ModCloth iOS App

Accessibility Cognitive Walkthrough


Emphasizing the need for inclusive design, our team was interested in the experience of users who relied on accessibility software while navigating the ModCloth iOS app.

Our team performed cognitive walkthroughs using screen reader software and documented the results to allow for a collective data analysis and reporting.

My Role
  • Research
  • Cognitive walkthrough
  • Data analysis
  • Design feedback and revisions

  • John Molendyk
  • Robin Kang
  • Serena Epstein
  • Youngsun You

why this project

Users who are blind or visually impaired use mobile websites and apps to shop online. Many users rely on websites and apps to be developed to support accessibility, allowing screen reader software to read the page out loud to the user. However, many times navigational page elements are not coded to include the right tags, and websites and apps can be overly reliant on dynamic frameworks, without considering how screen readers will interpret the results.

When websites and apps are built without accessibility in mind, the results can leave users of screen readers without options. Ultimately, many users abandon their tasks as they feel asking others to help them robs them of their sense of independence and causes them to be a burden on others.

"I felt literally left out of society; the world, because I wasn't able to participate in normal things"
Joy Ross

who is ModCloth

Bringing vintage-inspired clothing and accessories since 2002, ModCloth is a large online retailer known for their commitment to inclusivity and customer engagement.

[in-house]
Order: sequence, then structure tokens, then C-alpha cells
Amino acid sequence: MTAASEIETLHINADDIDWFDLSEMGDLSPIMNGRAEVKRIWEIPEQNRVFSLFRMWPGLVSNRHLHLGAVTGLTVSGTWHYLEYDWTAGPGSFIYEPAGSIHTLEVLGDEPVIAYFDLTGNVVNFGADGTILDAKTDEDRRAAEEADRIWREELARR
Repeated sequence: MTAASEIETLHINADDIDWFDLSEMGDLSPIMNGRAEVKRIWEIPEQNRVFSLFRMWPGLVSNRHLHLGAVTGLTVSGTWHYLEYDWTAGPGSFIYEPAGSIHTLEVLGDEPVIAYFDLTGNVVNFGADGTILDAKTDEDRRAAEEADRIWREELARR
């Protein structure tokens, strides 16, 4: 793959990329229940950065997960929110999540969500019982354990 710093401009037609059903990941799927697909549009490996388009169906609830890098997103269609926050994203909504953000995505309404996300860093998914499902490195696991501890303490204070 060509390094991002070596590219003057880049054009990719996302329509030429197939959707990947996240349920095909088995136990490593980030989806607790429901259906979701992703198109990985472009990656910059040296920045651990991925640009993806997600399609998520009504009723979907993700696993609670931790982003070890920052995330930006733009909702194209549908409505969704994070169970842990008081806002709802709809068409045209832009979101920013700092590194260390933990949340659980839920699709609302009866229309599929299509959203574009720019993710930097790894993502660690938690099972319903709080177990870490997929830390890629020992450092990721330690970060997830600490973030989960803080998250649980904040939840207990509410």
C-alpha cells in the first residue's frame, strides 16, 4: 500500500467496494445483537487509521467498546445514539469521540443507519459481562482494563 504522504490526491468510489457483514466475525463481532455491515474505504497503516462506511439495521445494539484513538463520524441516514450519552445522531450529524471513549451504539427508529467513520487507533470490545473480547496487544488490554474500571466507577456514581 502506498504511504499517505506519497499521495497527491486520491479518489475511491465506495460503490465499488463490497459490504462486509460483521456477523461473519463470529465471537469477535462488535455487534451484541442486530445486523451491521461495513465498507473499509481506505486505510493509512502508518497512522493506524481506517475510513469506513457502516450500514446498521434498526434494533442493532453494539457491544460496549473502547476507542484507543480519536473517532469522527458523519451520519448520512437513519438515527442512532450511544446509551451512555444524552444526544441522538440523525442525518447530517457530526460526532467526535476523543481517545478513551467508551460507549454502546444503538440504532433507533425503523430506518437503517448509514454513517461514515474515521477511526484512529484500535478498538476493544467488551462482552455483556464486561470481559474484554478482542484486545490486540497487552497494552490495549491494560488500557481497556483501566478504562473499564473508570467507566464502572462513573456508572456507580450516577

With a mobile-first strategy and iPhone and Android apps, mobile browsing accounts for over 50% ModCloth’s customer engagement.

ModCloth Website

image of 3 iOS app views of the ModCloth app

what we did

A streamlined cognitive walkthrough examines a specific task, step-by-step with a target user in mind to determine the cognitive load a user will experience when completing tasks.

our process
  1. Starting with creating a Persona, our team had a target user to consider.
  2. We selected a core task from within the app, one that represented a common task.
  3. We broke our task down to the step level
  4. We then asked two question of each step as we performed the task.
    • Will the user know what to do at this step?
    • If the user does the right thing, will they know that they did the right thing, and are making progress toward their goal?
  5. Record findings, analyze to determine successes and failures
  6. Determine the most appropriate recommendations for improvement with consideration to all users of the app
the process we used, 01 create persona, 02 select task, 03 identify steps, 04 ask questions, 05 record and analyze, 06 make recommendations.

selected task

A common task for the users of any app, including ModCloth would be searching or browsing products while filtering results for color, size and price.

user flow
  • The task has two possible starting points